As the nation's workplace model shifted from remote to in-person, more Canadians are leaving their pandemic pets at home and returning to the office. Compared to pre-pandemic times, employees' attitudes towards a low-stress and enjoyable work environment has changed.
A recent survey from PetSafe finds that 51 per cent of British Columbians support pet-friendly workplaces. And about 61 per cent of workers in B.C. believe employers should consider a pet-friendly policy. The survey polled 1,633 Canadians in March, all 18 years of age and older.
Across the country, half of Canadians are also supportive of bringing pets to one's workplace, even if they don't have domestic animals.
Although 32 per cent of Canadians value a pet-friendly workplace policy, the survey notes that younger workers, Gen Zers, are more likely to change their jobs if an employer prohibits bringing animals into the office.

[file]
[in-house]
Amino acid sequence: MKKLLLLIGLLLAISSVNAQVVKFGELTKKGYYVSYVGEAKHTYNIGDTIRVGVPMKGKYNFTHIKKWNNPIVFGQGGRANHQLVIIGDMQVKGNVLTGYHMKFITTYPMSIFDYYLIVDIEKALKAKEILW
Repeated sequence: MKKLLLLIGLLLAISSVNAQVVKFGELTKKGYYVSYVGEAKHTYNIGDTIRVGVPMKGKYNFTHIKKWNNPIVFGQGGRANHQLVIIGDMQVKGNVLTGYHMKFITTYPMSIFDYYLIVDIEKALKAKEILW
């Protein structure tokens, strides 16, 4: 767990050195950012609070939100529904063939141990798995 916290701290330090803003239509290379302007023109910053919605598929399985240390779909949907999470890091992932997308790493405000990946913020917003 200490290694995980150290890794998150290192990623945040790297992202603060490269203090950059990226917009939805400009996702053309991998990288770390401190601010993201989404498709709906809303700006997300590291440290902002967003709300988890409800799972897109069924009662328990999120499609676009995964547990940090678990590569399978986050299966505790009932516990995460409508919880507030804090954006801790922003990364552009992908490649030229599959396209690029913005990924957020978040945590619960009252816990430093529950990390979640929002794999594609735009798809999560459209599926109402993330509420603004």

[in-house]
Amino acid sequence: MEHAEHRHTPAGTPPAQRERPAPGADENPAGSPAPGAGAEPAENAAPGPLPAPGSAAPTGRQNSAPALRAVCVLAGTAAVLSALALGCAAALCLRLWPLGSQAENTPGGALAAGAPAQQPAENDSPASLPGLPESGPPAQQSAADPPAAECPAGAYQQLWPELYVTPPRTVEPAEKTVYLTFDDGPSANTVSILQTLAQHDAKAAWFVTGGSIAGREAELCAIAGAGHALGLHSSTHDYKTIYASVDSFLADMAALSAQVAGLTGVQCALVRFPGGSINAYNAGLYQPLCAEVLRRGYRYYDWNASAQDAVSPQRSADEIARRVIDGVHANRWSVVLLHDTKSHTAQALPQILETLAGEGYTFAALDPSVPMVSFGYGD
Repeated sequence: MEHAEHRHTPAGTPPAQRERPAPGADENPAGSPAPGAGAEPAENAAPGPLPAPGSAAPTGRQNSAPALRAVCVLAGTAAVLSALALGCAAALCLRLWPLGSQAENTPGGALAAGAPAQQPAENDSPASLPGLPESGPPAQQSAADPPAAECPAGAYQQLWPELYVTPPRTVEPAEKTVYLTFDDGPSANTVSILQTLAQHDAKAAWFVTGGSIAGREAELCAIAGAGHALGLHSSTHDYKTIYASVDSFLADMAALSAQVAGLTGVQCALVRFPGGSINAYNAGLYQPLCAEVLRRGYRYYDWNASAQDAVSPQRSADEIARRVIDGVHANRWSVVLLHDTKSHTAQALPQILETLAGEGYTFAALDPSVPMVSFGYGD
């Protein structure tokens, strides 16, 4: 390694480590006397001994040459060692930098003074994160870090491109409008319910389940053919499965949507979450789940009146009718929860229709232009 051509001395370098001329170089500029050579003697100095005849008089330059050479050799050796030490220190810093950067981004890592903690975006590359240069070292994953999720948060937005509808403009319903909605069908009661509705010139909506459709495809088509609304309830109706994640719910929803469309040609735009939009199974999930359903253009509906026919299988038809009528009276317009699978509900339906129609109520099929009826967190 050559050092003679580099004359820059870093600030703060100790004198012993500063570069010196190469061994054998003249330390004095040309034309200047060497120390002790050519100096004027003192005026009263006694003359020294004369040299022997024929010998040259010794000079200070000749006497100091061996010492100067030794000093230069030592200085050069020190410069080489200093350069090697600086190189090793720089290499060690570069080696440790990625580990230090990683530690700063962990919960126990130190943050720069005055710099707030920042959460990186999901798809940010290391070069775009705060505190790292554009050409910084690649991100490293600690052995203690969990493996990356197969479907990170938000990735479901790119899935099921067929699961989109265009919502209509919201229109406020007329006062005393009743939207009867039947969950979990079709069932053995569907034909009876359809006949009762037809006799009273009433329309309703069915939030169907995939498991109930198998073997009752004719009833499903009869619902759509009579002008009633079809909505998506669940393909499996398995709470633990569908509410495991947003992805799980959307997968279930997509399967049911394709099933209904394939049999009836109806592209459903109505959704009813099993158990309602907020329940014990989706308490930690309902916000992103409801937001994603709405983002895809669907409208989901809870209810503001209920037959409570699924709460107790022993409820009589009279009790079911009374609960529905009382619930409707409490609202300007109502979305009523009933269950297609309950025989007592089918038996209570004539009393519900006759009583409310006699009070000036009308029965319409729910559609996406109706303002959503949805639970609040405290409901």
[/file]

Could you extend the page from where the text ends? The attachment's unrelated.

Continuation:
In fact, the majority of survey respondents agree that having pets in the workplace improves their mood and stress levels. Over the years, various studies including one from Washington State University found that stress levels dropped when people interacted with dogs or cats. Also, these interactions with domestic animals found that people were able to think, concentrate, and plan better.
But stress isn't the only enhanced aspect of a pet-friendly workplace. A preliminary study from Virginia Commonwealth University found that pets in the workplace help foster better connections amongst employees with more conversations taking place.
Acquiring a furry animal companion was common for many Canadians, with about 3 million pet adoptions taking place since the start of the pandemic.
June 24 marks National Take Your Pet to Work Day.
With files from Alanna Kelly, Glacier Media